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Journal Article

Citation

Gossop M, Keaney F, Stewart D, Marshall EJ, Strang J. Addict. Biol. 2002; 7(1): 37-43.

Affiliation

National Addiction Centre, Maudsley Hospital/Institute of Psychiatry, London, UK. m.gossop@iop.kcl.ac.uk

Copyright

(Copyright © 2002, John Wiley and Sons)

DOI

10.1080/135562101200100571

PMID

11900621

Abstract

The measurement of alcohol withdrawal symptoms is important for the assessment of the alcohol withdrawal syndrome and for the evaluation of the effectiveness of withdrawal treatment interventions. There continues to be a need for an instrument for the measurement of alcohol withdrawal severity which is short, easy to understand (especially by respondents who may feel anxious, confused or physically ill) and easy to administer (for example, within clinical services with limited time and resources).This paper describes the development and psychometric properties of the 10-item Short Alcohol Withdrawal Scale. The SAWS includes five items which represent psychological symptoms (anxious, confused, restless, miserable, memory problems) which accounted for 47% of the variance. A further five items represent physical symptoms (tremor, nausea, heart pounding, sleep disturbance, sweating) and accounted for 11% of the variance. The procedures leading to the development of the scale are described and results are presented showing that the SAWS has high internal consistency, and good construct and concurrent validity.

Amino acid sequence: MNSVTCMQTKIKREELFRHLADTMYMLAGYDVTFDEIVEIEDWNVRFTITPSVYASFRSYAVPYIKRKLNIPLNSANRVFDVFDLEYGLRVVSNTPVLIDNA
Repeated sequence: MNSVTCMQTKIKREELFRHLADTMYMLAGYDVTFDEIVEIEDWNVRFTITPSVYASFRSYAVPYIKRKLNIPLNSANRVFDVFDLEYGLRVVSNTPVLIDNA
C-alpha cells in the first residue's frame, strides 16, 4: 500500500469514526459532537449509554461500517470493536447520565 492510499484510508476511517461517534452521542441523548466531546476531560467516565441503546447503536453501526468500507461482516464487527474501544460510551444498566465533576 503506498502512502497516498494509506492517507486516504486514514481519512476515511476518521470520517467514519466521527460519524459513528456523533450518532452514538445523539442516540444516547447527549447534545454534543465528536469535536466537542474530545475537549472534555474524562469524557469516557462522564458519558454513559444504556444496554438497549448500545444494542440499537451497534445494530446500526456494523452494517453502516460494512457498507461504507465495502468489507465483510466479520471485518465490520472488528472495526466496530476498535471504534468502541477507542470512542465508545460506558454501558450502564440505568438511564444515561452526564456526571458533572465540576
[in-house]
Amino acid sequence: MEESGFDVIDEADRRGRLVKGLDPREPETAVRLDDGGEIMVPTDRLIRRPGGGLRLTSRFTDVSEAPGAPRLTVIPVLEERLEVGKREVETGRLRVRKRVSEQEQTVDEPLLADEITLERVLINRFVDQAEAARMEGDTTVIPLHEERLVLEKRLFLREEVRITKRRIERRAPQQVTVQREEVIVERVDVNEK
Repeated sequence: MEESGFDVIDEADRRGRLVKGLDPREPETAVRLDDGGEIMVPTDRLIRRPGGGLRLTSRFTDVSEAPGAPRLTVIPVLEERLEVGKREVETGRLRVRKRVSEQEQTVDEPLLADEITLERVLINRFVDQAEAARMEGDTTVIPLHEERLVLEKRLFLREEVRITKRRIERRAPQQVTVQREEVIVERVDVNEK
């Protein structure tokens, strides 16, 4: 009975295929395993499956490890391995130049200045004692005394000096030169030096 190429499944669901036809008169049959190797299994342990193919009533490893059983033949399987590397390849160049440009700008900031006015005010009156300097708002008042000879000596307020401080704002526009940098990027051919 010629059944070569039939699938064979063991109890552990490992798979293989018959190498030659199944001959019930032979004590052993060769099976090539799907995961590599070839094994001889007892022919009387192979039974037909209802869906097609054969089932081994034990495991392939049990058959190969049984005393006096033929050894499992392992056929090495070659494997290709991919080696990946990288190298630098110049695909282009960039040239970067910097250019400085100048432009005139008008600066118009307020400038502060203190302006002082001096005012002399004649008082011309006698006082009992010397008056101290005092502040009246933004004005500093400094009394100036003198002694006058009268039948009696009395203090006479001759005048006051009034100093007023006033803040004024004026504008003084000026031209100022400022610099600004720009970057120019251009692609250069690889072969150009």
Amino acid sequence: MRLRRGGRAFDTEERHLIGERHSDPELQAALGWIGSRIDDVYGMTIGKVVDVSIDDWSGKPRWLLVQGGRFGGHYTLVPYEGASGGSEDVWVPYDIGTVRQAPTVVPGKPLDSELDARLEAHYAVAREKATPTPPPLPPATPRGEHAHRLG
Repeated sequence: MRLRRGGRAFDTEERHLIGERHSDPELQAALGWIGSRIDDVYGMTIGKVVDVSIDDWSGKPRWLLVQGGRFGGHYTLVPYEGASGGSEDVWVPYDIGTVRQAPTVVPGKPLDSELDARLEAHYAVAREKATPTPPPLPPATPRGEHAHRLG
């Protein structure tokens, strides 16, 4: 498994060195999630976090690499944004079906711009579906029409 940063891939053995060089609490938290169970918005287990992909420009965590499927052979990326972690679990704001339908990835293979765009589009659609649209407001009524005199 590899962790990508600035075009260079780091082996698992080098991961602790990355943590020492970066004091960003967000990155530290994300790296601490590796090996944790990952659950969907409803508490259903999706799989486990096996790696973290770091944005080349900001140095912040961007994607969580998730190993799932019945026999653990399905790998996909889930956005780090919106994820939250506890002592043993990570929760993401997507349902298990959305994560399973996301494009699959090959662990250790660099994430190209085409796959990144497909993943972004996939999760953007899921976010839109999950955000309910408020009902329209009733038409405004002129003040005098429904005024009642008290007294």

Language: en

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